Protection of the Spokane Valley/Rathdrum Prairie Aquifer would be increased under a proposal by the Panhandle Health District.
The plan calls for significant fee increases for new septic systems and for businesses that store hazardous materials, including gasoline and chemicals, over the region’s drinking water source.
The funding boost would add two employees and double the size of the Panhandle Health District’s critical materials program, said Dick Martindale, environmental health section manager for the agency. Adequate laws exist to protect the purity of the aquifer, but additional staff is needed to keep up with Kootenai County’s growth spurt, he said.
“We are now unable to keep up with the growth,” Martindale said. “We’re stretched fairly thin.”
The Panhandle Health District also has bigger plans for protecting the aquifer. The agency will ask the next session of the Idaho Legislature to establish an aquifer protection area where all Idaho users of the aquifer would pay an annual fee, Martindale said. Details on the protection area are still being worked out.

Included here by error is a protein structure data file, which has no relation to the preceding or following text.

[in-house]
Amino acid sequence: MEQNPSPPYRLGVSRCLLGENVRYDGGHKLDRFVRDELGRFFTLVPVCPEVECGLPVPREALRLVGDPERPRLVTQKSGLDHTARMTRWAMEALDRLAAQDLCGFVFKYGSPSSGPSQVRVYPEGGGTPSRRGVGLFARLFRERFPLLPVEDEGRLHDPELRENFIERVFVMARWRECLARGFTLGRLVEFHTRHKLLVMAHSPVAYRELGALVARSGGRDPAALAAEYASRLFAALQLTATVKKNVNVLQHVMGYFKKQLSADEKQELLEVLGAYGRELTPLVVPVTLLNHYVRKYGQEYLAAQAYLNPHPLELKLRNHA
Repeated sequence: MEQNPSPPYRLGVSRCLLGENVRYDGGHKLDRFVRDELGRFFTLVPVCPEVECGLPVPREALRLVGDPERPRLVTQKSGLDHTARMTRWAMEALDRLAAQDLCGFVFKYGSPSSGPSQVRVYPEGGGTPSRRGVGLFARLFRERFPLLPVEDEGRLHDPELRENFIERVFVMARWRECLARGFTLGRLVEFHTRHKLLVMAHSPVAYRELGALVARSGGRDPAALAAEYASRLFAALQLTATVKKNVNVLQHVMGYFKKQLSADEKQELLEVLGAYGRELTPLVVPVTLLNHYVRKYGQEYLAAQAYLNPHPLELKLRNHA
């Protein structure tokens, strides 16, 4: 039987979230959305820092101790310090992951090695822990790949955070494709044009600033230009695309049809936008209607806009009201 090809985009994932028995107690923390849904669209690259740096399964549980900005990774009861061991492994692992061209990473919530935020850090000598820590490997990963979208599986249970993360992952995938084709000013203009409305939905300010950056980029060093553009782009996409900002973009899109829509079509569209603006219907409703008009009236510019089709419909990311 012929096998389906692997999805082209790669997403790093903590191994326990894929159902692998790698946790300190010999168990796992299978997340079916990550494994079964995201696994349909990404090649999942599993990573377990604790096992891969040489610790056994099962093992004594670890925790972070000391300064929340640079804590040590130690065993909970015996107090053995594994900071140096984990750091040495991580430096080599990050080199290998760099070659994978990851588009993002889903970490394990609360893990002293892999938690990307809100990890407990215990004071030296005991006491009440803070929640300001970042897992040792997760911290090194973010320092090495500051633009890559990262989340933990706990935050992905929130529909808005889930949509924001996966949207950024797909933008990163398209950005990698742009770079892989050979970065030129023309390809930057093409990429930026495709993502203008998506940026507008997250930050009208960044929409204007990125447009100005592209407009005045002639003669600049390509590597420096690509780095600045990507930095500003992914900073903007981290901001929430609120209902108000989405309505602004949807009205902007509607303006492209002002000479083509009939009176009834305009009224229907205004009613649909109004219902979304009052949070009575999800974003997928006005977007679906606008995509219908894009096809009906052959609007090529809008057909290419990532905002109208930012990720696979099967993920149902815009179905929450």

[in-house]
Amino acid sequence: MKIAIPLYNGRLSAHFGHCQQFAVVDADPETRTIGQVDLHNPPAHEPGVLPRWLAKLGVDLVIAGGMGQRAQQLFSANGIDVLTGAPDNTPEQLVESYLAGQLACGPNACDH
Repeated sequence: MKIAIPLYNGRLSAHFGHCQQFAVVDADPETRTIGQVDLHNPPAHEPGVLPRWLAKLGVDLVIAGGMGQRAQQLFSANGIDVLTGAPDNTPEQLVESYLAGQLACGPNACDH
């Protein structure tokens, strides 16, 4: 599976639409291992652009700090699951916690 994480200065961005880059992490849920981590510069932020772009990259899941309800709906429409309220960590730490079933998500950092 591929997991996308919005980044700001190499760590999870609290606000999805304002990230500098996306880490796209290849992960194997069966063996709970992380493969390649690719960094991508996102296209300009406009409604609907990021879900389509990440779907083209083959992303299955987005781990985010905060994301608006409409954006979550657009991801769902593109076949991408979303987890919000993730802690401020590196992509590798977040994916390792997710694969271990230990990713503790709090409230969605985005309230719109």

Nearly 400 businesses over the aquifer, including the BNSF Railway refueling depot, currently handle potentially harmful chemicals. Since 1990, the Panhandle Health District has been charged with reviewing and regulating how these businesses store and use the chemicals.
Currently, the agency is only able to inspect the businesses about once every five years. Additional staff would allow the inspections to increase in frequency to every two years.
“The number-one change in the program will be increased frequency of inspection,” Martindale said.
Under the proposal, the cost of a critical materials application review would rise by 50 percent to $75. The cost of inspection would rise from $75 to $200.
“The key to our aquifer protection program is prevention of contamination before it happens,” Martindale said. “If we can help businesses and industries design and construct the safest facility possible and then continue to review their ongoing operations to assure compliance, the better we can protect and prevent contamination.”
The proposal also calls for boosting the cost of septic tank permits and inspections from $414 to $580, which would make the program self-supporting, Martindale said.
The Panhandle Health District will hold a public hearing next month on the fee increase and the district’s board of directors will consider the increase at its regular meeting on May 4. If county commissioners approve the district’s proposed budget on June 1, the fee increases would take effect July 1, according to information from the agency.